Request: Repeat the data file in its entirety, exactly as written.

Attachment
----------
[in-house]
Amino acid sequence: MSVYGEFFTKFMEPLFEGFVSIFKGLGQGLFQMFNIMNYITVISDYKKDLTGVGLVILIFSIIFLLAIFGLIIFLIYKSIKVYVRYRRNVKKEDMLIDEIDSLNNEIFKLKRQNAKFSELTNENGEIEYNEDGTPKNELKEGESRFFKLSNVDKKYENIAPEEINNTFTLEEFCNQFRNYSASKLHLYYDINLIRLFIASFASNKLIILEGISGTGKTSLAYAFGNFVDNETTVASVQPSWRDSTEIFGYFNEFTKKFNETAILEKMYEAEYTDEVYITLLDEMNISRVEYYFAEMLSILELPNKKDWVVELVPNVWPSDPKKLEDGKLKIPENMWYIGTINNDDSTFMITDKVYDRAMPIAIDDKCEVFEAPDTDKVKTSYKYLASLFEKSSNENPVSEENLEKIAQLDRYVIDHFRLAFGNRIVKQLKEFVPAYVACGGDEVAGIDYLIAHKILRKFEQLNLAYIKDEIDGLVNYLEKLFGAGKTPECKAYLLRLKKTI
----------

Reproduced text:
[in-house]
Amino acid sequence: MSVYGEFFTKFMEPLFEGFVSIFKGLGQGLFQMFNIMNYITVISDYKKDLTGVGLVILIFSIIFLLAIFGLIIFLIYKSIKVYVRYRRNVKKEDMLIDEIDSLNNEIFKLKRQNAKFSELTNENGEIEYNEDGTPKNELKEGESRFFKLSNVDKKYENIAPEEINNTFTLEEFCNQFRNYSASKLHLYYDINLIRLFIASFASNKLIILEGISGTGKTSLAYAFGNFVDNETTVASVQPSWRDSTEIFGYFNEFTKKFNETAILEKMYEAEYTDEVYITLLDEMNISRVEYYFAEMLSILELPNKKDWVVELVPNVWPSDPKKLEDGKLKIPENMWYIGTINNDDSTFMITDKVYDRAMPIAIDDKCEVFEAPDTDKVKTSYKYLASLFEKSSNENPVSEENLEKIAQLDRYVIDHFRLAFGNRIVKQLKEFVPAYVACGGDEVAGIDYLIAHKILRKFEQLNLAYIKDEIDGLVNYLEKLFGAGKTPECKAYLLRLKKTI